How to Prepare Your Teen for Exposure to Drugs in College

experimentation with drugs and alcohol, Drugs in College, mom with teen daughter smiling and hugging on park bench, How to Prepare Your Teen to Stay Sober in College

By Cristina Utti

Your child has made it through high school. They have prepared for and taken the SAT’s. They have researched and applied to colleges, and now the time has come. Your child will be venturing out on their own, into a new social circle.

We know that experimentation with drugs and alcohol often begins in adolescence. Teenagers and young adults think that they are invincible and do not see the link between their actions of today and the consequences that may arise from them tomorrow. Parents should have ongoing conversations with their child about drugs and alcohol as soon as they hit their teenage years, if not before. If you have never approached this topic with your child, do not fret; it is never too late, even if they have already left home.

Studies have shown that roughly half of mental illnesses emerge by the age of 13 and two-thirds by the age of 24. In other words, mental illnesses, including drug and/or alcohol addiction, are conditions that may arise as your child begins their first steps toward independence. Dr. Carlos Blanco of Columbia University did a study of college students and found that almost one out of two college-aged students struggled with some type of mental disorder. That number is alarmingly high. The best protection we can give our children is an open line of communication, stability, and trust.

Parents who have already had conversations about alcohol, drugs, and sex are a step ahead of the game. By the time your child is leaving for college, the groundwork for these types of open conversations has already been laid. But even if your child has never experimented with substances while living at home, remember that indulging in drug and alcohol use is considered the ‘norm’ among college students. The stress of leaving home for the first time, along with the intensified academic and social demands of school, put youth at risk for alcohol and drug use. Parents need to do more than just enforce the importance of saying ‘no’.

Here are some steps parents can take to help ensure a smooth transition into college and beyond:

  • Learn the school’s drug and alcohol policies. All colleges have a drug and alcohol policy. Find out about these policies and discuss them with your child.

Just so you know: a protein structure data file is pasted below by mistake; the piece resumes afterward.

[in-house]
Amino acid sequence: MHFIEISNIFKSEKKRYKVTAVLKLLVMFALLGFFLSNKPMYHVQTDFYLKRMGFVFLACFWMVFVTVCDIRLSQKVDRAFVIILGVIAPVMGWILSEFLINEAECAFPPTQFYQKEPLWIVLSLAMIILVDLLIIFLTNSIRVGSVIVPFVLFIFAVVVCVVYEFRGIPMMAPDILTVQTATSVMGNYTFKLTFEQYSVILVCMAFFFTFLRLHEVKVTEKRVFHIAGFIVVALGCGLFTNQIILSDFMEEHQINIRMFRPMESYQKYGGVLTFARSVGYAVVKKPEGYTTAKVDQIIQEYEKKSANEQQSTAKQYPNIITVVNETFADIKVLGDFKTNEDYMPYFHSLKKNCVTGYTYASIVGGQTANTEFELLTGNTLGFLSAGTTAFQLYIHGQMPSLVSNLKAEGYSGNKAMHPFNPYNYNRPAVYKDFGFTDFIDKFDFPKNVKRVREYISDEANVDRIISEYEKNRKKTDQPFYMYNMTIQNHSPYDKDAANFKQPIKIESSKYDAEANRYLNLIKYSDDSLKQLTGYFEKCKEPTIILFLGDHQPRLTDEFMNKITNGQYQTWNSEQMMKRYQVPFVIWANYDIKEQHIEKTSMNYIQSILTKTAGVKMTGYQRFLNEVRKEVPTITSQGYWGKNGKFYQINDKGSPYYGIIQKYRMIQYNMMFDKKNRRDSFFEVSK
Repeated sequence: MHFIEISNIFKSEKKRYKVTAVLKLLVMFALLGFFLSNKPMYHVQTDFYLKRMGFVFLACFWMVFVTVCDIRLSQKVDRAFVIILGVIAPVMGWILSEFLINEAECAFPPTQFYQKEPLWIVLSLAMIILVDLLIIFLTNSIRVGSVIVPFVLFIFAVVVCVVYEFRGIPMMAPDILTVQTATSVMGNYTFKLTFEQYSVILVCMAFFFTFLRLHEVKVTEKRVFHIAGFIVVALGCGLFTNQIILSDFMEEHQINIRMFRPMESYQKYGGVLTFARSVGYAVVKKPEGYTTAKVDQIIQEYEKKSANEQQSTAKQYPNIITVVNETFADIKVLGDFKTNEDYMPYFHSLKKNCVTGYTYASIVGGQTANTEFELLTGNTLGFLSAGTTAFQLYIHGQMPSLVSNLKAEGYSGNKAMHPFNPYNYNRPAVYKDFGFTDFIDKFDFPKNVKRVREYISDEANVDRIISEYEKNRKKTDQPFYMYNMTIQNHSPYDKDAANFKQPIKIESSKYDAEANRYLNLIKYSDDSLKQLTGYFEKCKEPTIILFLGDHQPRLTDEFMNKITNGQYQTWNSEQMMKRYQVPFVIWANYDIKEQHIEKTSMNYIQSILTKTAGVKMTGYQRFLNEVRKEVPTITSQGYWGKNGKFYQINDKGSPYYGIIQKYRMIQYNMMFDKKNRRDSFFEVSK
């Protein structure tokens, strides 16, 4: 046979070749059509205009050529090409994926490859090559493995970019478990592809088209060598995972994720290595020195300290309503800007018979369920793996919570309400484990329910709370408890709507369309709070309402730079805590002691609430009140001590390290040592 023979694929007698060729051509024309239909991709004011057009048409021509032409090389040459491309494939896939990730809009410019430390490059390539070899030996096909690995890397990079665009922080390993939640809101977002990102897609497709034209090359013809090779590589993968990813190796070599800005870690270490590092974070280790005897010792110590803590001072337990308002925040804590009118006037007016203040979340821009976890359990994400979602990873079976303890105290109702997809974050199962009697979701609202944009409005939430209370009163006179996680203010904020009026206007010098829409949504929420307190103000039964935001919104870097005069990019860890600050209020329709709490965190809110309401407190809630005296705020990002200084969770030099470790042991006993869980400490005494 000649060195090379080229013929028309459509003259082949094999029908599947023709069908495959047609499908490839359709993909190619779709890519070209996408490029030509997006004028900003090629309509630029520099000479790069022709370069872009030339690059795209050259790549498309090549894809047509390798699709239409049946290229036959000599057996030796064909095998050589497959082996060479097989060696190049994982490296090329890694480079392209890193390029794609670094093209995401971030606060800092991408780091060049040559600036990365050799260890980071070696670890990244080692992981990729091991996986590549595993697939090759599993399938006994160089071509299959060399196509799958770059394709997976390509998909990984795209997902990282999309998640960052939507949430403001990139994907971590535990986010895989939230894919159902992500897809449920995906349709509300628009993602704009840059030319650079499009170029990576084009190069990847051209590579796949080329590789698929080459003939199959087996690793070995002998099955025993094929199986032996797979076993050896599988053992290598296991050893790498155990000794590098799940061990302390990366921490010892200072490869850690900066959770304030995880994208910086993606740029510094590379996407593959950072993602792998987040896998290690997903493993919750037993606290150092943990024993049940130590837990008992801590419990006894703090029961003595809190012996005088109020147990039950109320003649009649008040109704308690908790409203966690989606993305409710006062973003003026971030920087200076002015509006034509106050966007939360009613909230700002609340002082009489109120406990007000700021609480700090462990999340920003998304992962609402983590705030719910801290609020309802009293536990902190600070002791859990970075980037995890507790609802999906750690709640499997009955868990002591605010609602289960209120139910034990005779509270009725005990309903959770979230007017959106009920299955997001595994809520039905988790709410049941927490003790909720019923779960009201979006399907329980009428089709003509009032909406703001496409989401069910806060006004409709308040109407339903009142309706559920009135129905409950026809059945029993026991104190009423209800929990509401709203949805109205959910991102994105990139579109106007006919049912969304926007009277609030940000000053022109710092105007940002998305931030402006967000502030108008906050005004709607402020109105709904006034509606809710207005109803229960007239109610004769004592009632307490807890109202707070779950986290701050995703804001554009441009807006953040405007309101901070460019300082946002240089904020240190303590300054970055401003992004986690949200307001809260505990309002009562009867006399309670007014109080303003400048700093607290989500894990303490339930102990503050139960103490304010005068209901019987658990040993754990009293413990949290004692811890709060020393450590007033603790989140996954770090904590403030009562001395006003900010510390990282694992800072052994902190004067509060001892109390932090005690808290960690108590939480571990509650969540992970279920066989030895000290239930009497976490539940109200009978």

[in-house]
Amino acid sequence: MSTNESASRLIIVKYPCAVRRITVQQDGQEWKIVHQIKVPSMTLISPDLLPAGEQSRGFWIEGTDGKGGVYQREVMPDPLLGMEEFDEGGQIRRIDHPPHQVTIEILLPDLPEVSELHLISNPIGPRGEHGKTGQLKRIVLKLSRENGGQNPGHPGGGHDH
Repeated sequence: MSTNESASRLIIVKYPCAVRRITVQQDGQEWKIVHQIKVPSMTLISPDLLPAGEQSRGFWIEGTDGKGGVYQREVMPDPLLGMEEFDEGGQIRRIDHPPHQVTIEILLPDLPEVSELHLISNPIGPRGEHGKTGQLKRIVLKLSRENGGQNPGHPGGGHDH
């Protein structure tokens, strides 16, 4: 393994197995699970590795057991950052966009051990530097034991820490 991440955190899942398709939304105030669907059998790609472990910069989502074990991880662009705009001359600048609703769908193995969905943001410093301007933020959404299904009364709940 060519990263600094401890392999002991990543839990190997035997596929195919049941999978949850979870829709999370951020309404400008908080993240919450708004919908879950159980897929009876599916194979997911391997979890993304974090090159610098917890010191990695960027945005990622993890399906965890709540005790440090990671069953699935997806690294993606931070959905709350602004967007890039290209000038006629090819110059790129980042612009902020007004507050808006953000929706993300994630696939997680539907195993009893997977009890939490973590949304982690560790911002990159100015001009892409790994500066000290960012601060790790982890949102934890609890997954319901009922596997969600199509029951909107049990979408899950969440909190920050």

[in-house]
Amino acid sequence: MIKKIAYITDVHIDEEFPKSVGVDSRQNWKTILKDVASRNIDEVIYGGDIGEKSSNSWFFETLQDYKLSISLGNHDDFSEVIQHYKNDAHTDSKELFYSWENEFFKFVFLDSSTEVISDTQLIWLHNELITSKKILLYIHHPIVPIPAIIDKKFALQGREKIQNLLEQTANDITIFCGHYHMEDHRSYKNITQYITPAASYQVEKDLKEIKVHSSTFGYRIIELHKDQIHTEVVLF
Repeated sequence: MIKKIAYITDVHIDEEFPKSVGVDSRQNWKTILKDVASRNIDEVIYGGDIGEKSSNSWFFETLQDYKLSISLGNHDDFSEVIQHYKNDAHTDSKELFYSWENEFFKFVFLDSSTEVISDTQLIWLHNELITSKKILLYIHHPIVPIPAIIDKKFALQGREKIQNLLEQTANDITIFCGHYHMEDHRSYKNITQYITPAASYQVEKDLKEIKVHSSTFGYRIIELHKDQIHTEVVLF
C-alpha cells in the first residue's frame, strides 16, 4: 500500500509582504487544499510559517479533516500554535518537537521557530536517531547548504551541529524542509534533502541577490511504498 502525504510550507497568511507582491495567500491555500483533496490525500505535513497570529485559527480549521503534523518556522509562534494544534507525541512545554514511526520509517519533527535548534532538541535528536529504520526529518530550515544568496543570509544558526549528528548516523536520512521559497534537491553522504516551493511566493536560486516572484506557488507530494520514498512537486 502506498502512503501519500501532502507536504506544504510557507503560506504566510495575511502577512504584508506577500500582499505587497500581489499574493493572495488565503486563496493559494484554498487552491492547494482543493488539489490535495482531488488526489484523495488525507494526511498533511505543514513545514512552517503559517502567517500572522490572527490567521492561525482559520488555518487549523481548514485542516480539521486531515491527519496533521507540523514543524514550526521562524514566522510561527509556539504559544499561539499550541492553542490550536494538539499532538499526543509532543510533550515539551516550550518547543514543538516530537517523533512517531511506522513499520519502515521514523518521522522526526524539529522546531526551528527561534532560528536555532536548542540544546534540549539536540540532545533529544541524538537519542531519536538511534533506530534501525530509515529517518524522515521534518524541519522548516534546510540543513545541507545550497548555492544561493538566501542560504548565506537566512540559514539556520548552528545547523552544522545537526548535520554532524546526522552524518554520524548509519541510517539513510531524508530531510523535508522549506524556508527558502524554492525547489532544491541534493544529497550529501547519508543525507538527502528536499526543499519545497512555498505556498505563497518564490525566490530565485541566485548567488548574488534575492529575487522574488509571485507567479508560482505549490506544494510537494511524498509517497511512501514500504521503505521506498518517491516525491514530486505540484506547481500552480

• Communicate your expectations to your child. Make sure these are clear and reasonable. We do not want to add stress to their departure; we want to convey love and support.
  • Listen to what your child has to say about their experiences with drugs and alcohol, or how they feel about trying it. Ask them what their expectations are for college.
  • Let your child know that you will always be there for them. If the teenage years were rough, and a bond of trust has not been formed between you, now is a good time to start. Even if they put up a good front, any human being entering into a new phase of life has some anxiety. Keep an open ear and an open mind. If your child tells you things that shock you, keep emotions in check. Expressing anger, disappointment, and judgment over their choices and/or behaviors will only push them away. Your child will be more likely to share things with you if you do not freak out over every little thing. Stay calm.
  • Plan of Action. Discuss a plan of action that your child can have if they find themselves in uncomfortable situations. What if there is constant partying in their dorm every weekend? Perhaps they can come home weekends. What if their roommate is loud, has people over constantly, and drinks every night? (It is wise to know the policy of switching dorms before your child enters into the college.) Maybe they can go to the library and come back to their room at a later hour. Maybe they can request to move. Whatever the problem may be, let your child know that there is a solution, and that they can come to you to talk.

College years are a time of learning not only academics, but also our identities. Give your child the space to grow, while leaving them a rope of love.

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Kessler, R. C., PhD, Amminger, G. P., MD, Aguilar-Gaxiola, S., MD, PhD, Alonso, J., MD, Lee, S., MD, & Ustun, T. B., MD. (n.d.). Age of onset of mental disorders: A review of recent literature. Retrieved March, 2016.